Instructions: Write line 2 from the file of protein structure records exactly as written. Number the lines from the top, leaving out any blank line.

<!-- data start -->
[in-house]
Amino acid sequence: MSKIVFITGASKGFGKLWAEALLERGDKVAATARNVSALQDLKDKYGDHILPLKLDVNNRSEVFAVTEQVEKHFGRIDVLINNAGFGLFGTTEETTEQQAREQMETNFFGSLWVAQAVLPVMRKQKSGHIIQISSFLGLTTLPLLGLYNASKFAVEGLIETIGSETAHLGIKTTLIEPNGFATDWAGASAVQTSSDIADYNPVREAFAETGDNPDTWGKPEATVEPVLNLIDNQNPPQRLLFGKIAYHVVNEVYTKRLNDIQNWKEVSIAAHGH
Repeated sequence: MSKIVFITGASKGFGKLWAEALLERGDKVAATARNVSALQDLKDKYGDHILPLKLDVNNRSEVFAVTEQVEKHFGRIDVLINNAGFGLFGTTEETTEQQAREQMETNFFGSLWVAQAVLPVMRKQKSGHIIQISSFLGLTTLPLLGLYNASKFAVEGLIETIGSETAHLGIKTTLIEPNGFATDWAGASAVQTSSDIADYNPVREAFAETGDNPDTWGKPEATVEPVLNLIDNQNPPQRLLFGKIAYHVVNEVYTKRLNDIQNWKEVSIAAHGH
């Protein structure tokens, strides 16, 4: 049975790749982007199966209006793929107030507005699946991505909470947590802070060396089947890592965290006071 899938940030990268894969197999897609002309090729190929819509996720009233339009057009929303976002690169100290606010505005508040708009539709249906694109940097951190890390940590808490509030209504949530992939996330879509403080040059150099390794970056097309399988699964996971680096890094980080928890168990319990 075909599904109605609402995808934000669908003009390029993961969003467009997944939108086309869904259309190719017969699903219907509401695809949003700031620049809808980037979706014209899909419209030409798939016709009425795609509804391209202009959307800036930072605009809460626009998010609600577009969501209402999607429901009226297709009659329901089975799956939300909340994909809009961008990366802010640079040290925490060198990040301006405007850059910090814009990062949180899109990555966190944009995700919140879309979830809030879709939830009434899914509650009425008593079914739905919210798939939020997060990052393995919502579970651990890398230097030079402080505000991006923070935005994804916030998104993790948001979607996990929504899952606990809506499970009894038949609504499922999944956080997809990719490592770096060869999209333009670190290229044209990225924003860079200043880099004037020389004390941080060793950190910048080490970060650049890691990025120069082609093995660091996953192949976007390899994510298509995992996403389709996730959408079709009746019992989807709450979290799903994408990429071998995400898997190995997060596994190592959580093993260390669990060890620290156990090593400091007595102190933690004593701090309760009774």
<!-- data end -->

Amino acid sequence: MSKIVFITGASKGFGKLWAEALLERGDKVAATARNVSALQDLKDKYGDHILPLKLDVNNRSEVFAVTEQVEKHFGRIDVLINNAGFGLFGTTEETTEQQAREQMETNFFGSLWVAQAVLPVMRKQKSGHIIQISSFLGLTTLPLLGLYNASKFAVEGLIETIGSETAHLGIKTTLIEPNGFATDWAGASAVQTSSDIADYNPVREAFAETGDNPDTWGKPEATVEPVLNLIDNQNPPQRLLFGKIAYHVVNEVYTKRLNDIQNWKEVSIAAHGH